An inadequate assessment in politics is as dangerous in terms of its consequences as a wrong diagnosis in medicine. The current situation in Iraq serves as vivid proof of this. The USA is investing growing sums in the normalisation of life and development of democracy there, but the results are disappointing and alarming. Americans and Iraqis are dying, buildings, armoured vehicles and oil pipelines are being blown up, and helicopters are being shot down nearly every day. Something went wrong in the US plans, but what?
From the very beginning, the USA tried to convince the world and itself that the deployment of troops in Iraq was part of the fight against global terrorism. The overwhelming majority of Americans believed that Saddam Hussein contributed to the elaboration of the September 11, 2001 terrorist actions and was an ally of Osama bin Laden. It was either deliberate misinformation by the authorities or, worse still, a mistake.
Saddam was a cunning, ruthless, bloody and unprincipled dictator. But however horrible his regime might have been, it was still a secular one and Islamic radicals were no less dangerous enemies to him than the West. It is no coincidence that he drowned the revolt of Shiite Arabs in southern Iraq in blood, using chemical weapons and claiming an incredible number of lives. Up until then, organised groups of Islamic radicals had been particularly strong in the Shia-dominated southern regions.
Eventually, the US struggle against global terrorism in Iraq resulted in a regime change and the launching of a pilot project of Iraqi democracy and market economy, which (provided it succeeds) is designed to spread throughout the Middle East. The plan was simple and, at first glance, logical. The fall of Saddam and his regime and the elimination of the persecution mechanism he created was supposed to destroy the roots and institutional basis for resistance to the USA forces. At the same time, oil revenues complemented with US dollar infusions would help to quickly stabilise internal situation and create a new state. After all, the methods were instrumental in fulfilling similar tasks in Germany and Japan after WW2. So, why not in Iraq?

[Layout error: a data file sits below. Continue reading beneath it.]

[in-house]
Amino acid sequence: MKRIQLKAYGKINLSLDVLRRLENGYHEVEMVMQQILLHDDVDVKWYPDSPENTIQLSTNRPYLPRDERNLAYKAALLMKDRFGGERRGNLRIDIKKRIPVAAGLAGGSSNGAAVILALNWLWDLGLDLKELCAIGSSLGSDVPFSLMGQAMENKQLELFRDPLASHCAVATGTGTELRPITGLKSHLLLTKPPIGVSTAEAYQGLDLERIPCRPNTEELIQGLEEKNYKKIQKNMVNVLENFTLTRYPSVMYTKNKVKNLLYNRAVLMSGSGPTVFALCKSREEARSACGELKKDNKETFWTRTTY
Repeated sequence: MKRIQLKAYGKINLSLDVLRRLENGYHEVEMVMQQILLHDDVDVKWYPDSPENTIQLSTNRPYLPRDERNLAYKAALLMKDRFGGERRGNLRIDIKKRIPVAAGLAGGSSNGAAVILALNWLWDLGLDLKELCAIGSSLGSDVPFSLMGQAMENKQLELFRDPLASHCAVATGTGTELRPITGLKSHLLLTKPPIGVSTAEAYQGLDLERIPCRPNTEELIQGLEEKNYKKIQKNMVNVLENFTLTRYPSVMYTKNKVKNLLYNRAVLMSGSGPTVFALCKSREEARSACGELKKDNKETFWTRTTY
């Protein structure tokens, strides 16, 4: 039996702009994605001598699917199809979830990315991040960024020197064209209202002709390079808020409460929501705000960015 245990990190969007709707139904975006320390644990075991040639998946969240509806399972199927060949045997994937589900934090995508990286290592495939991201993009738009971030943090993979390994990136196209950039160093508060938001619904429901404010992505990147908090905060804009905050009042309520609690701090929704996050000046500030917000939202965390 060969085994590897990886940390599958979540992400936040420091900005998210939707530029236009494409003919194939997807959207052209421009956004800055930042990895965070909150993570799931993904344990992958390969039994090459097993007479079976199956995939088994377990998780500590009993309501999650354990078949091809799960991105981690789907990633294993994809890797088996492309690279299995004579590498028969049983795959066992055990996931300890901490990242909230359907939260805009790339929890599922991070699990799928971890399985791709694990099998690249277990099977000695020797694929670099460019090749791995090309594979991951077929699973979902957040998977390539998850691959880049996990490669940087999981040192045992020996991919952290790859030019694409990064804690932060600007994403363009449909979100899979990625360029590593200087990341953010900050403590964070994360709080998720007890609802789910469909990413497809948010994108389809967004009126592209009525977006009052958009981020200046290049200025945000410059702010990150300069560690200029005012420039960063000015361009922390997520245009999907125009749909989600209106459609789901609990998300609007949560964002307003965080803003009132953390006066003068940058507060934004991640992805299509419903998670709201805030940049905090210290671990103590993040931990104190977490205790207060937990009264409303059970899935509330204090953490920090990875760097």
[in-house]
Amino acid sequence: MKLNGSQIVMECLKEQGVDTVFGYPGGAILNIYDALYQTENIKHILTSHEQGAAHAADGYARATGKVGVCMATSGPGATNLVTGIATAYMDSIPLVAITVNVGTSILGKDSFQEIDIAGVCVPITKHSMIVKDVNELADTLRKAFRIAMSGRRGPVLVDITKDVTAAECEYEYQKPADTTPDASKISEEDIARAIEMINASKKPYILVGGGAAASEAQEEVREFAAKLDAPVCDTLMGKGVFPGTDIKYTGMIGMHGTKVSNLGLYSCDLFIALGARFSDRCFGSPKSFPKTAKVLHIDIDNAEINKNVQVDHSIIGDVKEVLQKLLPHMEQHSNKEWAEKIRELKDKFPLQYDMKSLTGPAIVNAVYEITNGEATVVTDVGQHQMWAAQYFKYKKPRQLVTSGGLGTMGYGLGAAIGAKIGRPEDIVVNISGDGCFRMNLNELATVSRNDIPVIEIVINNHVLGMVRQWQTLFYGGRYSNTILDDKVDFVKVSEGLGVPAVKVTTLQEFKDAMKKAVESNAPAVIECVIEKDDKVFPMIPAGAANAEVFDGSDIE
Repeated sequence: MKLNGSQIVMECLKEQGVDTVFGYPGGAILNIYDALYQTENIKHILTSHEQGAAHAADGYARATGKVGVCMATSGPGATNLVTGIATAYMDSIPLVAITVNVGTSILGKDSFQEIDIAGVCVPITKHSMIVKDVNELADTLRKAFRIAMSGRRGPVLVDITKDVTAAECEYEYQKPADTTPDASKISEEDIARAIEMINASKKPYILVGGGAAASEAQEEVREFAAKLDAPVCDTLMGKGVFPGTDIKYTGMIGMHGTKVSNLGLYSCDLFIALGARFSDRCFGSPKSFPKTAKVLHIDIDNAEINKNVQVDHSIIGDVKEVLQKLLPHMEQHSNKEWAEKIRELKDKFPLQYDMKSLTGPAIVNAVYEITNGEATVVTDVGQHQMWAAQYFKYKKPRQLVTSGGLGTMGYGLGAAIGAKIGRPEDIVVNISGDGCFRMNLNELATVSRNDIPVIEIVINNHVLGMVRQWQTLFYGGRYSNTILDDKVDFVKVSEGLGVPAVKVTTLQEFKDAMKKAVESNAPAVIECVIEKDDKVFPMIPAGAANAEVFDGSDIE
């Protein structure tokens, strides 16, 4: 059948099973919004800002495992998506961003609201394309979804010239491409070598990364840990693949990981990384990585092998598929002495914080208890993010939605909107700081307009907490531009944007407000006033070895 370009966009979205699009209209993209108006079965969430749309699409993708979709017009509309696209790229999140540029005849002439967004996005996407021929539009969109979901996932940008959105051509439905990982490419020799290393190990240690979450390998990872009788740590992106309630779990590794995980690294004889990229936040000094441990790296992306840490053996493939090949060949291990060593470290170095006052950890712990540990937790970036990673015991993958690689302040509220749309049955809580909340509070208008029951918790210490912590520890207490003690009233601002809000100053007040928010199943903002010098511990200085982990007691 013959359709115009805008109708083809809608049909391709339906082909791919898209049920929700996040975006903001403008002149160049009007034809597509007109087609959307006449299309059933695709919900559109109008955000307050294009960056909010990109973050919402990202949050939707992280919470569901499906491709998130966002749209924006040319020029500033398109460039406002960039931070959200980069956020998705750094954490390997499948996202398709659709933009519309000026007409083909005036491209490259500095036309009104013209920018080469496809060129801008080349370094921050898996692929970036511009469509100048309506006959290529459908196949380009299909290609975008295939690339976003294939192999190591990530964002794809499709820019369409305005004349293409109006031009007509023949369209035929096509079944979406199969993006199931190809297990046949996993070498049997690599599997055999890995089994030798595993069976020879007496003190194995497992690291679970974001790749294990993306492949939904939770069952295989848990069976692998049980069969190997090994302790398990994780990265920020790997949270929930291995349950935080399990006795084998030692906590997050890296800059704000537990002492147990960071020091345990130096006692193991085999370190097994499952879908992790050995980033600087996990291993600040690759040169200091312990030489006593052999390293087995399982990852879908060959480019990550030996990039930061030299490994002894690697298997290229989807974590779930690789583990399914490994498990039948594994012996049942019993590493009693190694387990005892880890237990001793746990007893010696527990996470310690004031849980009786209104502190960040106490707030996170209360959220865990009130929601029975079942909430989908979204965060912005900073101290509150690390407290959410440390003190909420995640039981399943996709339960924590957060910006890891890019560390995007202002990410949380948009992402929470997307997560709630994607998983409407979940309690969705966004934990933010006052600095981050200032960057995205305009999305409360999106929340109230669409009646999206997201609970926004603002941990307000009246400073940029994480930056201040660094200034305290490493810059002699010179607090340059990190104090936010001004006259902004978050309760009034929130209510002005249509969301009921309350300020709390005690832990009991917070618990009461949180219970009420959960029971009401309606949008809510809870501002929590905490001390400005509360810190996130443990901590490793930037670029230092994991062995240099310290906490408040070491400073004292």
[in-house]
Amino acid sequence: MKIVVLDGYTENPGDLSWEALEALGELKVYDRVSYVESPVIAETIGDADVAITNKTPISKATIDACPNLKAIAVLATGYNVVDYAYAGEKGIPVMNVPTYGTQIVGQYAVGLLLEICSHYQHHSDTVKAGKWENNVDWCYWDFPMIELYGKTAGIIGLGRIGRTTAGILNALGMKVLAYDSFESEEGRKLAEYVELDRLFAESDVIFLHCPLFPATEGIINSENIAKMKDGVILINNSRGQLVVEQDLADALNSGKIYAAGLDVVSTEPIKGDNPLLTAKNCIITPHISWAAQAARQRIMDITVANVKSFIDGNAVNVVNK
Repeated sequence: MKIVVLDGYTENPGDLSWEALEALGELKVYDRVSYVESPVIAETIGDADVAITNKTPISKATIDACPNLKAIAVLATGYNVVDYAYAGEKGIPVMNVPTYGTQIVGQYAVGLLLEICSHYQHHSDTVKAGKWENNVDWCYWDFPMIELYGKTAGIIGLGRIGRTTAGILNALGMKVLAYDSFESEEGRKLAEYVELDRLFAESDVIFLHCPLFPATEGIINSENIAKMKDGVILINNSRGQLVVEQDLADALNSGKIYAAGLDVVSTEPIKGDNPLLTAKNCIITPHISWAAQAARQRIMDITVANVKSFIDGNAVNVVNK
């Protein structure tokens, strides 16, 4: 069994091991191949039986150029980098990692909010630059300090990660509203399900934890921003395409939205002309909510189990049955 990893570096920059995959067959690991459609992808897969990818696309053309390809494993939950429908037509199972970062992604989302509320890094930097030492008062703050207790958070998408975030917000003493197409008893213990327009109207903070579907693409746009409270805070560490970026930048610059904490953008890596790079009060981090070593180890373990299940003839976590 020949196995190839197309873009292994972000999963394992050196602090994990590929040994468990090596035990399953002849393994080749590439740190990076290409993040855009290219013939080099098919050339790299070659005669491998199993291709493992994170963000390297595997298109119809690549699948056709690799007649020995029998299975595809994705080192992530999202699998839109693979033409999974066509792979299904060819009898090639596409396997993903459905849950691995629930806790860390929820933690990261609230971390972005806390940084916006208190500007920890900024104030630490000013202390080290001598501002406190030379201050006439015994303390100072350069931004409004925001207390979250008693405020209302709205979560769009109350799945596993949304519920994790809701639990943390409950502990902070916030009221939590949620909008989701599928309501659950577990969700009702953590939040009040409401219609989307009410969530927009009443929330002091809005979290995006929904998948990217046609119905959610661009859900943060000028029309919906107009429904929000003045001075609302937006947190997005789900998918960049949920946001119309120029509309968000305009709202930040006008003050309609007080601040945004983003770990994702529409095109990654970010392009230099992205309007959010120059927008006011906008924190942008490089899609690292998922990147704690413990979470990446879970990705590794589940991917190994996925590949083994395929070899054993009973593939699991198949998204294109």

But developments in Iraq clearly do not fit into this model. The Americans have caught the bulk of Iraqi generals and politicians who worked with Hussein, killed his children and banned the Baath party, but the armed resistance is becoming better organised and more effective. The media frequently say that the supporters of Hussein or active members of the Baath party have accomplished one more armed attack on the US convoy, an Iraqi police station, or a mission of an international organisation in Baghdad. But is this the case? Why then did not Saddam's generals organise military resistance when they controlled Iraqi cities and had tanks, artillery and well-trained divisions? How come their heroism and management talents have come to the fore only now when they have to act stealthily? And where did they get the weapons?
There is a saying, "Beware of what your wish." To put it another way, "Beware of things you speak about at length." The USA said persistently that it would fight international terrorism in Iraq. To all appearances, the USA has got its wish. And now the Americans are dealing not with a handful of disorganised Baathists, but with well-organised terrorist groups acting to a plan, who have spilled over into the country through its transparent borders.